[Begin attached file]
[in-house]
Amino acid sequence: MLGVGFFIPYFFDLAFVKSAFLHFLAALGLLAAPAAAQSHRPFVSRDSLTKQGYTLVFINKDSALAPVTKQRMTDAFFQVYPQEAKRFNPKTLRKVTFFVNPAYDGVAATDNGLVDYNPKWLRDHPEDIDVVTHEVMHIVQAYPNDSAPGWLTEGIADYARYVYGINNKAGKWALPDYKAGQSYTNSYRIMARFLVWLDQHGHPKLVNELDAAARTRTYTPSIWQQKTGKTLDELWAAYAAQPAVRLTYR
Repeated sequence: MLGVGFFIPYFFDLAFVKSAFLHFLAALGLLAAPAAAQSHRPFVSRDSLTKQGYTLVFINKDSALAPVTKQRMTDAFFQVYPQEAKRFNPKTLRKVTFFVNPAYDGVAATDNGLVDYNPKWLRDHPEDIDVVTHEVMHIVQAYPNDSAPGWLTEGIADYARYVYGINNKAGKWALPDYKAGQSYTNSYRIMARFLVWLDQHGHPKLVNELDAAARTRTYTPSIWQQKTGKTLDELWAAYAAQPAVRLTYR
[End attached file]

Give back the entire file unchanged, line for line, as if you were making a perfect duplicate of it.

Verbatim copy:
[in-house]
Amino acid sequence: MLGVGFFIPYFFDLAFVKSAFLHFLAALGLLAAPAAAQSHRPFVSRDSLTKQGYTLVFINKDSALAPVTKQRMTDAFFQVYPQEAKRFNPKTLRKVTFFVNPAYDGVAATDNGLVDYNPKWLRDHPEDIDVVTHEVMHIVQAYPNDSAPGWLTEGIADYARYVYGINNKAGKWALPDYKAGQSYTNSYRIMARFLVWLDQHGHPKLVNELDAAARTRTYTPSIWQQKTGKTLDELWAAYAAQPAVRLTYR
Repeated sequence: MLGVGFFIPYFFDLAFVKSAFLHFLAALGLLAAPAAAQSHRPFVSRDSLTKQGYTLVFINKDSALAPVTKQRMTDAFFQVYPQEAKRFNPKTLRKVTFFVNPAYDGVAATDNGLVDYNPKWLRDHPEDIDVVTHEVMHIVQAYPNDSAPGWLTEGIADYARYVYGINNKAGKWALPDYKAGQSYTNSYRIMARFLVWLDQHGHPKLVNELDAAARTRTYTPSIWQQKTGKTLDELWAAYAAQPAVRLTYR